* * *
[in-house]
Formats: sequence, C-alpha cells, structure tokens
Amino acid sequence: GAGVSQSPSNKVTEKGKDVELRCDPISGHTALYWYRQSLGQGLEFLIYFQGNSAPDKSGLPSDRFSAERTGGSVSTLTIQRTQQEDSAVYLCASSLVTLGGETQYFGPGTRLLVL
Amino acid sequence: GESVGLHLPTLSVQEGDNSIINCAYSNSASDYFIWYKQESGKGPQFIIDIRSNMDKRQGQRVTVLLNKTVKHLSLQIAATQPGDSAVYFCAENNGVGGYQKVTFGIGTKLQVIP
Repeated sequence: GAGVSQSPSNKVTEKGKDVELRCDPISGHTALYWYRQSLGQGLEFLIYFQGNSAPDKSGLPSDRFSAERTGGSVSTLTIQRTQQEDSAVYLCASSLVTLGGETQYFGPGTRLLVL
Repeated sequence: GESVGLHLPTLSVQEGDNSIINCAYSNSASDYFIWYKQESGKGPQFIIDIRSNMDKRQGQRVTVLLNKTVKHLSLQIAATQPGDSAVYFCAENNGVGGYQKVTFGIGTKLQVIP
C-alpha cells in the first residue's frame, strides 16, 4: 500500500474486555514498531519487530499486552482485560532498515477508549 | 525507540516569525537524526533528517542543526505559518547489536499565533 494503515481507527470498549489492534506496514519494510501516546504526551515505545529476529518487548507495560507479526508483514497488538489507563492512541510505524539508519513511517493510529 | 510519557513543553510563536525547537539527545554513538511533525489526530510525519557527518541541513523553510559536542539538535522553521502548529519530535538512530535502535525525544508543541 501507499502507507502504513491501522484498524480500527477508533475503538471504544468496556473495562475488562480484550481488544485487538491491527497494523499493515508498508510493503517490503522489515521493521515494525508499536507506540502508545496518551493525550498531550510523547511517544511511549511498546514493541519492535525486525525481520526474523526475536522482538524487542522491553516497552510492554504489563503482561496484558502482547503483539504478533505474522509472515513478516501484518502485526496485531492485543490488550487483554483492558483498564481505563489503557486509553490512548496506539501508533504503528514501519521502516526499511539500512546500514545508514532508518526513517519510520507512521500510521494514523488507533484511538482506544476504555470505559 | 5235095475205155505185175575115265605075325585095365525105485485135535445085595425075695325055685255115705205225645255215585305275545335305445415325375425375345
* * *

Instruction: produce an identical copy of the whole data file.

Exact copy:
[in-house]
Formats: sequence, C-alpha cells, structure tokens
Amino acid sequence: GAGVSQSPSNKVTEKGKDVELRCDPISGHTALYWYRQSLGQGLEFLIYFQGNSAPDKSGLPSDRFSAERTGGSVSTLTIQRTQQEDSAVYLCASSLVTLGGETQYFGPGTRLLVL
Amino acid sequence: GESVGLHLPTLSVQEGDNSIINCAYSNSASDYFIWYKQESGKGPQFIIDIRSNMDKRQGQRVTVLLNKTVKHLSLQIAATQPGDSAVYFCAENNGVGGYQKVTFGIGTKLQVIP
Repeated sequence: GAGVSQSPSNKVTEKGKDVELRCDPISGHTALYWYRQSLGQGLEFLIYFQGNSAPDKSGLPSDRFSAERTGGSVSTLTIQRTQQEDSAVYLCASSLVTLGGETQYFGPGTRLLVL
Repeated sequence: GESVGLHLPTLSVQEGDNSIINCAYSNSASDYFIWYKQESGKGPQFIIDIRSNMDKRQGQRVTVLLNKTVKHLSLQIAATQPGDSAVYFCAENNGVGGYQKVTFGIGTKLQVIP
C-alpha cells in the first residue's frame, strides 16, 4: 500500500474486555514498531519487530499486552482485560532498515477508549 | 525507540516569525537524526533528517542543526505559518547489536499565533 494503515481507527470498549489492534506496514519494510501516546504526551515505545529476529518487548507495560507479526508483514497488538489507563492512541510505524539508519513511517493510529 | 510519557513543553510563536525547537539527545554513538511533525489526530510525519557527518541541513523553510559536542539538535522553521502548529519530535538512530535502535525525544508543541 501507499502507507502504513491501522484498524480500527477508533475503538471504544468496556473495562475488562480484550481488544485487538491491527497494523499493515508498508510493503517490503522489515521493521515494525508499536507506540502508545496518551493525550498531550510523547511517544511511549511498546514493541519492535525486525525481520526474523526475536522482538524487542522491553516497552510492554504489563503482561496484558502482547503483539504478533505474522509472515513478516501484518502485526496485531492485543490488550487483554483492558483498564481505563489503557486509553490512548496506539501508533504503528514501519521502516526499511539500512546500514545508514532508518526513517519510520507512521500510521494514523488507533484511538482506544476504555470505559 | 5235095475205155505185175575115265605075325585095365525105485485135535445085595425075695325055685255115705205225645255215585305275545335305445415325375425375345